The Magazine of Ethiopian Airlines
The Arts

Chicago's Built History

Dreams of famed architects create the Windy City skyline.

Did Frank Lloyd Wright know he forever changed the architectural climate of the Windy City when he built Robie House in Chicago’s Hyde Park? Did Louis Sullivan catch a prophetic glimpse of his exquisitely detailed exteriors (like the Carson Pirie Scott store) displayed in the Art Institute of Chicago and other museums worldwide? Likely, they dreamed of such things.

For visitors to Chicago, the works of these men — and others like them — continue to awe and inspire from the city’s skyline. Whether by foot, bike, bus or boat, a trip to any part of this city famous for its deep-dish pizza and jazz music must include an appreciation of its brilliant architecture.


Walking the city streets offers an up-close-and-personal view of the skyscrapers, such as Burnham and Root’s Rookery, and Holabird and Roche’s Marquette Building, which orever altered the Chicago skyline  in the 19th century. Or, watch the architecture of the late 1800s morph into modern-day Chicago in a guided architectural overview tour.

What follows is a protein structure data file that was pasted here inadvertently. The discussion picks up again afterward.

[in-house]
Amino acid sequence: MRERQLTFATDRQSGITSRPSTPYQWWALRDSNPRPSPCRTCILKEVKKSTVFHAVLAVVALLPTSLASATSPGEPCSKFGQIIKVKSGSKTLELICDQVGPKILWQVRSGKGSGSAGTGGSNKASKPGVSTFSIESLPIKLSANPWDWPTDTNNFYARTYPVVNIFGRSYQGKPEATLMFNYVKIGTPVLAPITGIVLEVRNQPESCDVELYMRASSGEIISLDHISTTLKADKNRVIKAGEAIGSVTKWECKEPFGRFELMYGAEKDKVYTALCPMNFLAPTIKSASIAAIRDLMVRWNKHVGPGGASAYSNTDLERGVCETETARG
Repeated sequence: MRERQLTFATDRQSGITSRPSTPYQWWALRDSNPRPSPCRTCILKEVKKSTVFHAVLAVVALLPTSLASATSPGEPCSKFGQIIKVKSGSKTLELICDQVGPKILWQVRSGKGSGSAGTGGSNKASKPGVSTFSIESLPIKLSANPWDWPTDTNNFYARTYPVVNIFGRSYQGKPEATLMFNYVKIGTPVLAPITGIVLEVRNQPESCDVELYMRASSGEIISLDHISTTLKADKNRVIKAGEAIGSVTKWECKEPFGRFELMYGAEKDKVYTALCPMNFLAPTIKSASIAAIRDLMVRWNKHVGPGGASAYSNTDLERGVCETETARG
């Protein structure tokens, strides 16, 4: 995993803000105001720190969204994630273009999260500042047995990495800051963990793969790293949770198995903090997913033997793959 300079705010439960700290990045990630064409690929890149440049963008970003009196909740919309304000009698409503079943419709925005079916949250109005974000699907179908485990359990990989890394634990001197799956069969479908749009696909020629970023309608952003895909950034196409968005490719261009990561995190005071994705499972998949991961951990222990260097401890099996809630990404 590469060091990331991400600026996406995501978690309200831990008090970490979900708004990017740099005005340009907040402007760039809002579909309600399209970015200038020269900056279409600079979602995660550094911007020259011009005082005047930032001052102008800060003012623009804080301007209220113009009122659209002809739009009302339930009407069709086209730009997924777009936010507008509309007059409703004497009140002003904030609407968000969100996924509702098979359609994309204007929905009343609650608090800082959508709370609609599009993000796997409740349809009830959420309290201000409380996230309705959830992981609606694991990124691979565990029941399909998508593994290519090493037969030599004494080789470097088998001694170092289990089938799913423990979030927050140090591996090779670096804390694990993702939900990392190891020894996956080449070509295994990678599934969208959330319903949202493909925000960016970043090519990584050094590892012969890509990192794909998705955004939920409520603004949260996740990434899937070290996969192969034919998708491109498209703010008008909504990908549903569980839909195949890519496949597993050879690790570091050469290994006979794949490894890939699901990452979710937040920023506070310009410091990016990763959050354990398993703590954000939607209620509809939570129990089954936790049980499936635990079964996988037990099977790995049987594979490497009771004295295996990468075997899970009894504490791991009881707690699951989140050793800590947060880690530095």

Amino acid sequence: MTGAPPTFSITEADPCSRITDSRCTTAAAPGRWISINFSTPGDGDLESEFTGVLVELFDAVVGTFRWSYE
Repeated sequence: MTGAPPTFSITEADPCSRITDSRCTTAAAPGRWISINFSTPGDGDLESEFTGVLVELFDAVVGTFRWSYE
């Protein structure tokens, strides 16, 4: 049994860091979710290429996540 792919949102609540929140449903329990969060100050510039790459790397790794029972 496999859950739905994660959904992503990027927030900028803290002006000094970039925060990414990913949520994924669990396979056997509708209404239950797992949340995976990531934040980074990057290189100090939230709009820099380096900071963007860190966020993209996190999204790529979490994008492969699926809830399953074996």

Grab your bike and helmet to tour Chicago via the Bloomingdale Trail. This old railroad structure turned elevated linear park takes you along the historic boulevard with a natural scape designed by 19th-century landscape architects William LeBaron Jenney and Jens Jensen.


 Journey the path of early immigrants via a bus tour of the churches they commissioned Chicago architects

(such as Joseph Engelbert and Henry Schlacks) to design, reminding them of home. Or, sit atop an open-air bus to explore the architecture and history of five of the city’s multicultural neighborhoods. A trolley tour gives an insider’s view of how architects, leaders, developers and nature together shaped the city.


For those in town for but a quick visit, the elevated “L” train gives you the must-see architectural experience at a fast pace, including the Sears (Willis) Tower, John Hancock Center and more.